At table Mr. S was busily en
gaged with the sllvcr-tlpped-weddlng-present
carving-set. when he suddenly
"For the life of me, wife," said he,
"I cannot think -what, it was you told
"Well. John," she returned sweetly,
"I told you to be careful, as there
wasn't enough meat to go around."
IN all the discussion of local alleged
municipal extravagance charges are
usually general rather than concrete.
However, here are a few Interesting fig
ures of one department of the city gov
ernment, which certainly do not indicate
lack of economy.
At a total cost of $323 per month (the
salaries of three men), the license office
will collect and account for about 5300,000
during this year, ending December 31.
1503. This is far in excess of the office
collections during any previous year in
the history of Portland. The first quarter
of the j-ear showed a total of $68,146.42.
which exceeds the previous quarter by
$4500. The segregation of the items from
this total la Interesting.
Saloons paid ...$42,500.15
Merchants and manufacturers 7,
Vehlclm 5.752.65
Insurance companies 1,140.00
Doctors and dentists S19.25
Groceries and restaurants selling
liquor 650.00
Second-hand dealers - 41S.0O
Attorneys 293.W
Hawkers t 275.00
Restaurants 2U2.CO
Miscellaneous 8.117.43
The following figures show how rapidly
the business has Increased:.
1002 $193,084.06
1003 212.740.31
1004 235.000.00
1005 (estimated) 300,000.00
In San Francisco, a city little more than
double the size of Portland, some 70 people
are employed to do such work as Is
handled here (under civil service rules)
by E. W. Jones, clerk, and Joseph &
Hutchinson and M. A. McEachern,. Inspec
tors. "Wq cover 40 square miles." says- In
spector Hutchinson, "pay our own car
fare, and there Is nothing In the license
line that we do not get."
HERE'S another blew at the Bee?
Trust. Ayoung lady at our house
swears she has found a cat's tooth in
a can of corned beef-
As a matter of fact this Is not the .
first case noted of finding a small sharp
tooth In a can of beef, for the writer
hereof once found such an article in a
can of beef purchased from a Dawson
store. However, canned cat, or not, it
"went" at our log palace-on-the-Yukon.
Perhaps someone can explain some
thing about this tooth phenomenon.
L. P.
It Will Reach Portland Some Day
Next Week.
Word has been received by the office of
the general manager of the O. B. & N.
that the gasoline motor car now in the
road from Omaha for use on the West
Side division between Portland and HIlIs
boro, will reach Huntington today or to
morrow, where It -will be turned over to
the Northwest division of the Harriman
The car will reach Portland the middle
or the latter part of the week, and though
no arrangements have been made as yet
by the officials here. It is expected that
it will be kept in Portland for a day or
so for general Inspection Tjy the operating
and mechanical departments of the roads.
After that. In all probability, the officials
of the O. R. & N. and the Southern Pa
cific, and perhaps a few invited guests
will be taken for a trial run In the new
car. When It has been tested and found
satisfactory. It will be put In service, run-
nlng on a schedule yet to be arranged by
the Southern Pacific officials.
The car has been brought across the
mountains under its own power, and will
arrive in Portland in charge of the crew
sent out with it from Omaha. It Is pos
sible that these men will be retained to
manage and operate the car, at least
until another crew can be trained to han
dle it as it is the first car of the kind to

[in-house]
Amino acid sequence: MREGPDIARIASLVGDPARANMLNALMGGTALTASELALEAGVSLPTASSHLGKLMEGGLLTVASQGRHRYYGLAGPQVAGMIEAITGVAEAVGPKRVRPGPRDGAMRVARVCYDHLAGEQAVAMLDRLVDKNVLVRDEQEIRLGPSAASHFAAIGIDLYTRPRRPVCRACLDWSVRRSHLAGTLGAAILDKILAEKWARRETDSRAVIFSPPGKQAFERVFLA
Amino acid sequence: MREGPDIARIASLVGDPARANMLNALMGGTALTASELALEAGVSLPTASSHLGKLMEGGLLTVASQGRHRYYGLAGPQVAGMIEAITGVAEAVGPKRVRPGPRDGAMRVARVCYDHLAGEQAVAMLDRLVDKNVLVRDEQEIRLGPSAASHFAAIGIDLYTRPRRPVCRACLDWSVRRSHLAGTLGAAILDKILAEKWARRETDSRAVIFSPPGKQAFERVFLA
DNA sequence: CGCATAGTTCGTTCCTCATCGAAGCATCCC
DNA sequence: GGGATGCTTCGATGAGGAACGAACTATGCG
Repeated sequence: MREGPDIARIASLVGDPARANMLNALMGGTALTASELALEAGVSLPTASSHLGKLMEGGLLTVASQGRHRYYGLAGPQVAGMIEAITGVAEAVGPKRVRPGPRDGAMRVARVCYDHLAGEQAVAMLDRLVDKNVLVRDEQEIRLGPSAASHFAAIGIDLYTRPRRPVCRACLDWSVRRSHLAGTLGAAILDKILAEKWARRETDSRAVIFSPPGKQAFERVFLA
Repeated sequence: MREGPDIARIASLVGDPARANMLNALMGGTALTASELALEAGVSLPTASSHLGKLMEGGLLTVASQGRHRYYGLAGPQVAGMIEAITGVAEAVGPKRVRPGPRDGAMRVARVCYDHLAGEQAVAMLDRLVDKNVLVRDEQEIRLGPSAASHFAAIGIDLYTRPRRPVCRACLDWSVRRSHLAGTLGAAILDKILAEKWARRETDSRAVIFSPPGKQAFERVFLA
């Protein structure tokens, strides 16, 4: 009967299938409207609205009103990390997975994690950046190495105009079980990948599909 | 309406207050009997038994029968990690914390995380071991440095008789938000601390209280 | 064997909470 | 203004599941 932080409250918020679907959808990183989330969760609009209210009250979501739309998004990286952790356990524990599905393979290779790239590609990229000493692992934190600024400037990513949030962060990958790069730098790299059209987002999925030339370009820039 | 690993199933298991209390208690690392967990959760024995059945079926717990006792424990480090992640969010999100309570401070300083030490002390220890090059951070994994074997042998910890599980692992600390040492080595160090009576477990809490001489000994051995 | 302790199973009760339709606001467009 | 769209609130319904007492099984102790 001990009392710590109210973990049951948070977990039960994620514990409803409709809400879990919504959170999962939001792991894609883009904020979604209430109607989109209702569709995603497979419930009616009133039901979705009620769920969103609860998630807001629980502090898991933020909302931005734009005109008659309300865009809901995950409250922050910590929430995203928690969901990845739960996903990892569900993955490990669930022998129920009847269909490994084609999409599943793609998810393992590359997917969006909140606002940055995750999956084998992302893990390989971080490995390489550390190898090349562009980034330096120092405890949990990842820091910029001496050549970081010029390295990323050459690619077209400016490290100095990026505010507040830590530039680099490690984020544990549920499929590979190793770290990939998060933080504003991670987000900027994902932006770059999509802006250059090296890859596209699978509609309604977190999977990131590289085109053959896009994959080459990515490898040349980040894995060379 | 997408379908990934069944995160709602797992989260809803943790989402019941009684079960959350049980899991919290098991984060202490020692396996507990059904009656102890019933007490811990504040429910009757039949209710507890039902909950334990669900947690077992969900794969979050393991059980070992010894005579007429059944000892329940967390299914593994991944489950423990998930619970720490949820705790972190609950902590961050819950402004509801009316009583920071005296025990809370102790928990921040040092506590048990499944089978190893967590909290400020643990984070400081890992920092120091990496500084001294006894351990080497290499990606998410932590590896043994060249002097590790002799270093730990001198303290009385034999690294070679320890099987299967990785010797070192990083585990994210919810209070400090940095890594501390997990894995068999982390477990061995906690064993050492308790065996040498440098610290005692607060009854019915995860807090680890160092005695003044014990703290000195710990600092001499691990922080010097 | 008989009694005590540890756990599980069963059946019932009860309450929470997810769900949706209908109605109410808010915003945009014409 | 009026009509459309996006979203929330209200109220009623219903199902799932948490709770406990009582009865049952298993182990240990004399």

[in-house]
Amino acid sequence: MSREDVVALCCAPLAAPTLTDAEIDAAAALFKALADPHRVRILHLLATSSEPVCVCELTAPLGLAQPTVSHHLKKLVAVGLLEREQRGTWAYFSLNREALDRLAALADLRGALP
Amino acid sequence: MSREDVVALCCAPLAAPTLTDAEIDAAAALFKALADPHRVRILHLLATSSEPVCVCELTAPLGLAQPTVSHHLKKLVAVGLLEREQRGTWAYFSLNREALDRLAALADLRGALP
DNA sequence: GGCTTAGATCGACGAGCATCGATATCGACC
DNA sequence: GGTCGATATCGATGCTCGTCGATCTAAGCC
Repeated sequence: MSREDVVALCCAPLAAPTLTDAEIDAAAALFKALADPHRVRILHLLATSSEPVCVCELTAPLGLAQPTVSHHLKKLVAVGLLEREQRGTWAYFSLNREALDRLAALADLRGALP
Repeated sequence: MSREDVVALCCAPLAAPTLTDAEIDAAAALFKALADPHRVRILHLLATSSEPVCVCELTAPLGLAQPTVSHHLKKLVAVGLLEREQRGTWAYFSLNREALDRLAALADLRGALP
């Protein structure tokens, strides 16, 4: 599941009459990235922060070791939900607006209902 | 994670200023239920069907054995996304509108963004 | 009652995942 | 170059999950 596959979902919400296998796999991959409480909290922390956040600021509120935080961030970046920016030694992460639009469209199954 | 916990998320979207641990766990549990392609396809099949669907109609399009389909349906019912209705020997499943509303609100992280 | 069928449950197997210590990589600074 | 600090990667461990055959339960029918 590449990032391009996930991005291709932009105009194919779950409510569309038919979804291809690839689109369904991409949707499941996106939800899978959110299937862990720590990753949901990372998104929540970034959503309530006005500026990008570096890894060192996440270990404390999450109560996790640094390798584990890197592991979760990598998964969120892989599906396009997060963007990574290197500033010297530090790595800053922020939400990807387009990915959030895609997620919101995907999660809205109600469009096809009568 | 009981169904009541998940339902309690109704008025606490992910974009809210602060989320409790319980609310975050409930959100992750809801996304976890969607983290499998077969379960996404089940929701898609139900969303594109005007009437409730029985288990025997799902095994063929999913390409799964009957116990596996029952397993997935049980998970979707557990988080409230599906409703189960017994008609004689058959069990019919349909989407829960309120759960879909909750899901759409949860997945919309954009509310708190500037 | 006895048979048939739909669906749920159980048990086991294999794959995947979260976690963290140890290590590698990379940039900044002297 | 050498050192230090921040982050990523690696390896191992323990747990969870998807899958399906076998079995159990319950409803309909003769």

have been put into continuous service in
the United States.
G. A. R. Committees Elect the Offi
cers for Memorial Day.
The general committees from the Port
land G A. R. posts have completed ar
rangements for Memorial Day exercises
In Lone Fir Cemetery by the election of
the following officers: Commander of the
day, Daniel Clark; senior vice-commander,
F. H. Shepherd; junior vice-commander,
A. C. Sloan; chaplain. Rev. Henry Bar
den; officer of the day, F. R. Neale; of
ficer of the guard, F. A. Coleman; ad
jutant, P. A. Wholforth; chairman In the
cemetery, J. S. Foss. The committee on
programme will have the programme
printed as soon as the names of those
of the posts who have died during the
past year are listed.
Colonel Thomas Anderson has consented
to deliver the Memorial address, and F.
S. Shepherd will read Lincoln's Gettys
burg address. Professor L. M. Pratt, who
has always performed that duty in for
mer years, will be absent this year in
Thi3 year the old soldiers and, their
wives, tired with their walk to the ceme
tery or enfeebled with age. will be pro
vided with seats at Monument Square,
where -the exercises will be held and
where theji can enjoy the programme
In comfort. Music will be simple. The
brass band will be left out.
Stephen A. Connell in Charge of Gov
ernemnt Detectives Arrives.
Stephen A. Connell, reached the city
yesterday morning to assume charge of
the Government secret service department
to be maintained in the city during the
course of the Lewis and Clark Fair. Mr.
Connell is a man who has had large ex
perience In detective work and was In
charge of the secret service men detailed
to accompany President Roosevelt on his
recent trip through the United States.
An office will be opened at the Exposi
tion grounds, while, a braneh office will
also be maintained down town, in the
Federal building If it is possible to find
room for It there. It will thus be easier
for the secret service men to watch all
suspected" persons in the city, both In
the down town districts and at the Fair
grounds. The special purpose of sending
the Government men to Portland Is to
ferret out and stop all attempts to pass
counterfeit money here during the Sum
mer. It has been found, that the counter
feiter finds his best field during the rush
'and hurry of an exposition, and at each
one held, in the con a try tfeerusaBd of dol
lars of bad TBOBCy -are pt into .circula
tion. It Is to stop this that Mr. Ceaaell
ad hi?" force of- mm have ken sect t